Russian police conducted a house search on Wednesday at the home of the editor-in-chief of a newspaper whose publications were recently categorized as a “foreign agent”.
Roman Dobrohotov, editor-in-chief of the news portal Insider, posted on Twitter this morning that “policemen are knocking” on the door of his apartment. He wrote: “It looks like a raid.”
OVD-Info, a legal aid group that monitors political arrests, said Dobrohotov’s wife called the group’s hotline and reported a police raid before her phone could not be reached. According to OVD-Info, a lawyer went to Dobrohutov’s apartment.
Supporters of the Russian opposition, independent journalists and human rights activists face mounting government pressure ahead of parliamentary elections in September, which are widely seen as an important part of President Vladimir Putin’s efforts to consolidate power ahead of the 2024 presidential election. In April They beat up three other journalists Authorities after reporting a demonstration by Navalny.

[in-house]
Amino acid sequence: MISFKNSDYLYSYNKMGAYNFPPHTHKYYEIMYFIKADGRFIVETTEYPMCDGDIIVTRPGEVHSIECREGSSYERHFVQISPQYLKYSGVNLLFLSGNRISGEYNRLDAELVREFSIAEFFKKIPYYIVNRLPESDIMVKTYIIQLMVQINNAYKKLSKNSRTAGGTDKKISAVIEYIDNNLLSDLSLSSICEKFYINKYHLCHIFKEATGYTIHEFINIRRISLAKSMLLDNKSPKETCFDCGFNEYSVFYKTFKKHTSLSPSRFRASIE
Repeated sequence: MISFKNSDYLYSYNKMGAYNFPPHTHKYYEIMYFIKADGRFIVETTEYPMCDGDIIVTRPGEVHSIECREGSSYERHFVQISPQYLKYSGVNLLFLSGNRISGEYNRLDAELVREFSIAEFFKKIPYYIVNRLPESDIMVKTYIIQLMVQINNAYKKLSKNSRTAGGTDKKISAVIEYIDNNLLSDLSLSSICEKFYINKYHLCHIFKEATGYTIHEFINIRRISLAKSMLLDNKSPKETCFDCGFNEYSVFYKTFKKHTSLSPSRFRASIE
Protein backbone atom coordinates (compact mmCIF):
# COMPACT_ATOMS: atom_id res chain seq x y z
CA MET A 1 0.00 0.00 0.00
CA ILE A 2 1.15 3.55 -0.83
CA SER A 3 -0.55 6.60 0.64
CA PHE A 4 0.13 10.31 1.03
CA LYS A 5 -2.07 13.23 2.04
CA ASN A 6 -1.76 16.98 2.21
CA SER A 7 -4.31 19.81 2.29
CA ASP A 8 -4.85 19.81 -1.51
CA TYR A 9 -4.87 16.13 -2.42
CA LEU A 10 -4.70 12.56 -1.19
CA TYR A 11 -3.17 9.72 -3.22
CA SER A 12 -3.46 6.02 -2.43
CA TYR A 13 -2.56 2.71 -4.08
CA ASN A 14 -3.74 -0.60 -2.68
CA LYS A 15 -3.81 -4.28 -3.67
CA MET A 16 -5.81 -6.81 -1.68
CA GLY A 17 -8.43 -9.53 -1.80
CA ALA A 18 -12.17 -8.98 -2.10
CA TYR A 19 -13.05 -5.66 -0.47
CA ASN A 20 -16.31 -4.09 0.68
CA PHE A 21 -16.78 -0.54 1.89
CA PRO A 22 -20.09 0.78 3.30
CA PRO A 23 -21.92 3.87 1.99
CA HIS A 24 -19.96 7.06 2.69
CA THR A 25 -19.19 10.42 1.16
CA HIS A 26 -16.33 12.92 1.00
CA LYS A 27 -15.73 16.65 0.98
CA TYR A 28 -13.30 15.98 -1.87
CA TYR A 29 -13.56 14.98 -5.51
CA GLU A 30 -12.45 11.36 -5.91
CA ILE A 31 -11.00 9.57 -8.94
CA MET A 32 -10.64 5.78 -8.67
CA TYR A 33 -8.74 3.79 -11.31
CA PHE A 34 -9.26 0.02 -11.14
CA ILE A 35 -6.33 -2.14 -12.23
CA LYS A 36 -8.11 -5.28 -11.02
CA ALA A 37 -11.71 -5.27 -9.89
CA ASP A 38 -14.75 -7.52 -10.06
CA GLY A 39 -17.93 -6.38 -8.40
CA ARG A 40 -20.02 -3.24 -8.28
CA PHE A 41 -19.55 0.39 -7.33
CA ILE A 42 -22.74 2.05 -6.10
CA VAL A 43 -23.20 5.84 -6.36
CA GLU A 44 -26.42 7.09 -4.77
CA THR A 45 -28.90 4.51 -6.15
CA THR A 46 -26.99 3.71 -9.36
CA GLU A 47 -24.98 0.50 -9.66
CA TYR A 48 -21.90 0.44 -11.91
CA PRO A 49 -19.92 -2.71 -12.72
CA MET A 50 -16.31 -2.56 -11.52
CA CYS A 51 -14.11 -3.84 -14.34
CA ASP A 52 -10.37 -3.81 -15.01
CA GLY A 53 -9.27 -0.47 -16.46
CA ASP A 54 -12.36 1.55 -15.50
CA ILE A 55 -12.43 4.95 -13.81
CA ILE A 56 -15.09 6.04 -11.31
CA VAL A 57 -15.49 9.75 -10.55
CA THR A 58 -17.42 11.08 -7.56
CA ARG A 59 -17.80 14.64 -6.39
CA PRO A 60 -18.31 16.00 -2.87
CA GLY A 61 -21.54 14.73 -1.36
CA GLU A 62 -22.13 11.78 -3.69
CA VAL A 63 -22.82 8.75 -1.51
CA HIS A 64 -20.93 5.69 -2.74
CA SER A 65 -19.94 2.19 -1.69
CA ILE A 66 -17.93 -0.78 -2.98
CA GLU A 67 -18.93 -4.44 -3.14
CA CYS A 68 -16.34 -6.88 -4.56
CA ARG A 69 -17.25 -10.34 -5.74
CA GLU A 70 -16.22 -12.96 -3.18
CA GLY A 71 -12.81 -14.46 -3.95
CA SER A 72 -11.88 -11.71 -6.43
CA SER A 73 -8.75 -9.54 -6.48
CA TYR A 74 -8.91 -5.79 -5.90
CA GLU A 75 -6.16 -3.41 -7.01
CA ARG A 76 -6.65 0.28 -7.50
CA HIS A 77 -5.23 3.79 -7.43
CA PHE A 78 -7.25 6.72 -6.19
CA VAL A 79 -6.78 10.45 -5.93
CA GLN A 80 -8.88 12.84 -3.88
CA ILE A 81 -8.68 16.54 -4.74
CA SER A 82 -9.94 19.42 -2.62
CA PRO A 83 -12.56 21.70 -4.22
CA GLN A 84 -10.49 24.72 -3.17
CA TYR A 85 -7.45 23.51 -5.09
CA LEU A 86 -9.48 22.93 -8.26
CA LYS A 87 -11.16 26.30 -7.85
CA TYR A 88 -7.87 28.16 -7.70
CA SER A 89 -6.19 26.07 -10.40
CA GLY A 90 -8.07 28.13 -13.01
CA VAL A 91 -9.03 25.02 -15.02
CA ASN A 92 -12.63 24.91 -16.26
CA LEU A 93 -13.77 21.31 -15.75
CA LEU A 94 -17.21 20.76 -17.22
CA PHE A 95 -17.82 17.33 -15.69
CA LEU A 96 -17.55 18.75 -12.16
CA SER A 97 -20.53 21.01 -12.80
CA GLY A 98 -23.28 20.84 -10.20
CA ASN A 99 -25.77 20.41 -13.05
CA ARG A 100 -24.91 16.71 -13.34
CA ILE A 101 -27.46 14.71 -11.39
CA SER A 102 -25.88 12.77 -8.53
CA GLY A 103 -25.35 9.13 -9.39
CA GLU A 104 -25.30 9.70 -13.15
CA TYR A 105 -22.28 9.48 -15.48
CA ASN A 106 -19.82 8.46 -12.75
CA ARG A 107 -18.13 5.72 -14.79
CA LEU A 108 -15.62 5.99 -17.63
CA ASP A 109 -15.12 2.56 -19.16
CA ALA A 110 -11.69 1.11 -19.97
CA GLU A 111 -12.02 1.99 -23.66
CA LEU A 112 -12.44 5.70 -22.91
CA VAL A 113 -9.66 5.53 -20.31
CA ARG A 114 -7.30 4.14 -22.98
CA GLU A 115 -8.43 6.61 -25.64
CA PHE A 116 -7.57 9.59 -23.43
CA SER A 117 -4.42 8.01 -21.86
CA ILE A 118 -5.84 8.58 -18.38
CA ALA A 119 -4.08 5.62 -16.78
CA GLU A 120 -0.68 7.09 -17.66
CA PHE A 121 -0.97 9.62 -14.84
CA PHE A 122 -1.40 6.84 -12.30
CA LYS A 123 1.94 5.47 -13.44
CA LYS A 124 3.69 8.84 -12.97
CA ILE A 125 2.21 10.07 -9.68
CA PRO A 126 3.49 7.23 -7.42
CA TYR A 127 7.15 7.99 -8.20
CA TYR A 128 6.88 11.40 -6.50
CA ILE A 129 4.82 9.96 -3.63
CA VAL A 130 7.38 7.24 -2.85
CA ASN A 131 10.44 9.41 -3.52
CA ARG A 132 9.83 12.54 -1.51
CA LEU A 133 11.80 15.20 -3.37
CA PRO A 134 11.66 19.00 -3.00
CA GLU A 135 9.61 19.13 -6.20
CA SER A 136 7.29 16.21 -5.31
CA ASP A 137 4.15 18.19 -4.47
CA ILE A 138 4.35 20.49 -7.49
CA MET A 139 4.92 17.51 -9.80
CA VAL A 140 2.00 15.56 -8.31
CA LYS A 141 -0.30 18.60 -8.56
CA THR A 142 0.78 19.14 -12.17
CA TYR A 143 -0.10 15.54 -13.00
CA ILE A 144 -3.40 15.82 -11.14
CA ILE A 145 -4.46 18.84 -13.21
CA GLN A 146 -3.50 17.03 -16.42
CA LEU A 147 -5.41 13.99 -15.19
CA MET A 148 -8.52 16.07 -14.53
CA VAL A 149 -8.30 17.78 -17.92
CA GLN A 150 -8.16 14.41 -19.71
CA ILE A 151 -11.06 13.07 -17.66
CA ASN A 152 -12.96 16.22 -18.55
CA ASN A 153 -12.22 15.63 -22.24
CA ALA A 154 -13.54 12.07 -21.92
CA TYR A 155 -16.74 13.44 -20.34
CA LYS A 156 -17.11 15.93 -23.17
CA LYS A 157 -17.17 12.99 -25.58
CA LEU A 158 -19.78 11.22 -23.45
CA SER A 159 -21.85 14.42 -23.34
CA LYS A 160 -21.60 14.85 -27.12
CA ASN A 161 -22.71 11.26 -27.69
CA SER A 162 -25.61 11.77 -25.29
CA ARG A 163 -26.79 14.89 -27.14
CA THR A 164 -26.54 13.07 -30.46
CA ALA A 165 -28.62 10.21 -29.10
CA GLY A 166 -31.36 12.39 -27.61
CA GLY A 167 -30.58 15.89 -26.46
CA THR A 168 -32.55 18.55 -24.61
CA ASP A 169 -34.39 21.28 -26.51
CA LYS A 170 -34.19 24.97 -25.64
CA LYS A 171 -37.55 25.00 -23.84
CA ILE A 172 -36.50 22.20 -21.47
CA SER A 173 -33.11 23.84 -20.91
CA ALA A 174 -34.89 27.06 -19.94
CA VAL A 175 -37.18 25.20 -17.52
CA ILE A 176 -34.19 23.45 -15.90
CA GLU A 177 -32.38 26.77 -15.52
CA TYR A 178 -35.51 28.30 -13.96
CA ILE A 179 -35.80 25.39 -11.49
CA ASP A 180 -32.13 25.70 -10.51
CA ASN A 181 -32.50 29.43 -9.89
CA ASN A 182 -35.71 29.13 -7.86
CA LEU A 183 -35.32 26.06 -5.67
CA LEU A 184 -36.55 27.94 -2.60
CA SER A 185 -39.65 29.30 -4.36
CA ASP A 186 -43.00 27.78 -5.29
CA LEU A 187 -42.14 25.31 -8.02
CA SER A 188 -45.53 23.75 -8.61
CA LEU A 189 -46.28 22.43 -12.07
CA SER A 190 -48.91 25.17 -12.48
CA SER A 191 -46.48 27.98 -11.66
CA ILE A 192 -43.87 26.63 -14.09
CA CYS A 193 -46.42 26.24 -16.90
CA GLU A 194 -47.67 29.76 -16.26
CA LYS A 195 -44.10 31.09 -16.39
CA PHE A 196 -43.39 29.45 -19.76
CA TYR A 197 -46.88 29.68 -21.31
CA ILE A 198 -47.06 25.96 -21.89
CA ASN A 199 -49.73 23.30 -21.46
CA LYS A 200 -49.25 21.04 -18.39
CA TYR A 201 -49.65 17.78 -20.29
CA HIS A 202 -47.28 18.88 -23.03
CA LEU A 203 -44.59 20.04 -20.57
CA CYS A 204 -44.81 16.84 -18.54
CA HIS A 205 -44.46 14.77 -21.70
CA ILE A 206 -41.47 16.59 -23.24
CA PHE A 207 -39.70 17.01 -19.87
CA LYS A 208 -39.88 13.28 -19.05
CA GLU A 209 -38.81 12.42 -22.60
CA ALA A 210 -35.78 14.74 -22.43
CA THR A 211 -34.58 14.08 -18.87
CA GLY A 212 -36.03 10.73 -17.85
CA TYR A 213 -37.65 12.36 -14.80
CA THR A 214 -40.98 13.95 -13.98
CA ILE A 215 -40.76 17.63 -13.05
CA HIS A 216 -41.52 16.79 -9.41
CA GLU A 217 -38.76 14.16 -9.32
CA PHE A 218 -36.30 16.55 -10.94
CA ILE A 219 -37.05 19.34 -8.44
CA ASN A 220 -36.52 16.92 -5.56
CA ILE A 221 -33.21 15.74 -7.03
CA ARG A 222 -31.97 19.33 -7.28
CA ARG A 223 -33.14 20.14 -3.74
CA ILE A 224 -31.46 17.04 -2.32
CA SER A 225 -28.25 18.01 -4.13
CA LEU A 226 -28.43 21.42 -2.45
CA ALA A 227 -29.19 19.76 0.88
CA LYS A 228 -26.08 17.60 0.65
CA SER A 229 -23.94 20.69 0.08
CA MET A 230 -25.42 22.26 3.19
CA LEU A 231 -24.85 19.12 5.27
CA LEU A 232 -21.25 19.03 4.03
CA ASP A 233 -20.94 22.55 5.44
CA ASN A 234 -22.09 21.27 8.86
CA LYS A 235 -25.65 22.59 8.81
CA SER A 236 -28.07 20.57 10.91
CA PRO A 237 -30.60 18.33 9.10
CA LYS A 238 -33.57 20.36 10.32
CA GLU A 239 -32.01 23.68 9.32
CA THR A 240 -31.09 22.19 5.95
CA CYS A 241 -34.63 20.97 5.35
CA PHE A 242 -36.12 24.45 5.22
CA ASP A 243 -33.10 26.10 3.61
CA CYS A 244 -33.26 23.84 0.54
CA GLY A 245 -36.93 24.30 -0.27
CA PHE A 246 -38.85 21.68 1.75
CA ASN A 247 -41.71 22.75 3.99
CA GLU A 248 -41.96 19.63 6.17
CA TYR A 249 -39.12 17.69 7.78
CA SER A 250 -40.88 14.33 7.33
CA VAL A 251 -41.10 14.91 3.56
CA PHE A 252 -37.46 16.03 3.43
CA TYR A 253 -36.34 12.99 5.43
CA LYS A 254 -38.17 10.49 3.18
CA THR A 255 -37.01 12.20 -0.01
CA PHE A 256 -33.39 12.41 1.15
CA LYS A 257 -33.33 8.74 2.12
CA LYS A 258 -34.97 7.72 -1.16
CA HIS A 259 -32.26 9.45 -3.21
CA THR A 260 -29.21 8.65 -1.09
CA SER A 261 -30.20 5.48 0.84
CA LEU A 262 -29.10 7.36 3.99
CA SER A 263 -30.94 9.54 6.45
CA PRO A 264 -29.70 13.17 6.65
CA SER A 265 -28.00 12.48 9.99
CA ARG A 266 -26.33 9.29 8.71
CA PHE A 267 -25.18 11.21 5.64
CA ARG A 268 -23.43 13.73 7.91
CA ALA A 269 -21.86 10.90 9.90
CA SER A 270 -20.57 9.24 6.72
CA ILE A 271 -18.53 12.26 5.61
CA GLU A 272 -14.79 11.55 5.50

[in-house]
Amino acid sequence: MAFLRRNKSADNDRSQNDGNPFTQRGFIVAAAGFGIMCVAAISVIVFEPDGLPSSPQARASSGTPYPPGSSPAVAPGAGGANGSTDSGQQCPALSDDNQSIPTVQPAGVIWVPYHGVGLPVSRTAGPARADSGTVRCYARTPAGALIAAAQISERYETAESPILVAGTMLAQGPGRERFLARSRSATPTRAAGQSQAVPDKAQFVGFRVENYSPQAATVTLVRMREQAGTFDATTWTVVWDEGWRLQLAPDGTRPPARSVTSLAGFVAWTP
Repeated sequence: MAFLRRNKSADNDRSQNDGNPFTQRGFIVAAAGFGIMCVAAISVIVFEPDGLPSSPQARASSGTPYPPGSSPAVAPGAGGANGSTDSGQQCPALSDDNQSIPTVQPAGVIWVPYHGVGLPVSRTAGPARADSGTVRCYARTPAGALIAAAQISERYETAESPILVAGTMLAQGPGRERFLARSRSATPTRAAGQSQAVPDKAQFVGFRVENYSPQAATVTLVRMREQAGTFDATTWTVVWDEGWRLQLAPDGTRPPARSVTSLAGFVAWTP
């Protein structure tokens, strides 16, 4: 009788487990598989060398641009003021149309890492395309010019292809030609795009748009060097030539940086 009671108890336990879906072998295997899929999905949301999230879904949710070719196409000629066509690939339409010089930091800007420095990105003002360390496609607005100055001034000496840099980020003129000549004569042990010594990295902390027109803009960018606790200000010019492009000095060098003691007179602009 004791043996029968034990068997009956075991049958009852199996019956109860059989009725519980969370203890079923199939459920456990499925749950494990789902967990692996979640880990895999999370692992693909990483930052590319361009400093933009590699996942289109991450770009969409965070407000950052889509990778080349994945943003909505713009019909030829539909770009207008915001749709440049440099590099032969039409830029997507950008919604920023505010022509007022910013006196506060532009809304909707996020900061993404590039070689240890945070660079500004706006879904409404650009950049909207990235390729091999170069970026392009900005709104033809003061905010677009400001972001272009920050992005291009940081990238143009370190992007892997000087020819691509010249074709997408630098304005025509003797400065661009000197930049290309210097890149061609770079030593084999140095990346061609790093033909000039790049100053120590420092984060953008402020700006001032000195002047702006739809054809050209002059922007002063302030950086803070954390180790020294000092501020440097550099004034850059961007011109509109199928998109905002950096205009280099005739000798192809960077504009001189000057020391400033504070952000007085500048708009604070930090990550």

The list of foreign agents recently included The Insider, registered in Latvia, which reported investigations into allegations of corruption and abuse by Russian officials, alleged Russian covert actions in Ukraine and Syria, and the poisoning of Russian opposition leader Alexei Navalny.
The Department of Justice operates under a law that designates all NGOs, media outlets, and individuals who receive foreign funding and engage in activities that can be described as political in nature, as foreign agents.
In a comment to the media, Dobrohotov said that The Insider will continue to operate in the usual way, in accordance with Latvian law, and will not comply with the requirements of Russian law on foreign customers.
Russia is also using the law to impose heavy fines on US-funded Radio Free Europe/Radio Liberty for failing to disclose in its publications that it is a foreign agent. The broadcaster requested the intervention of the European Court of Human Rights (ECtHR).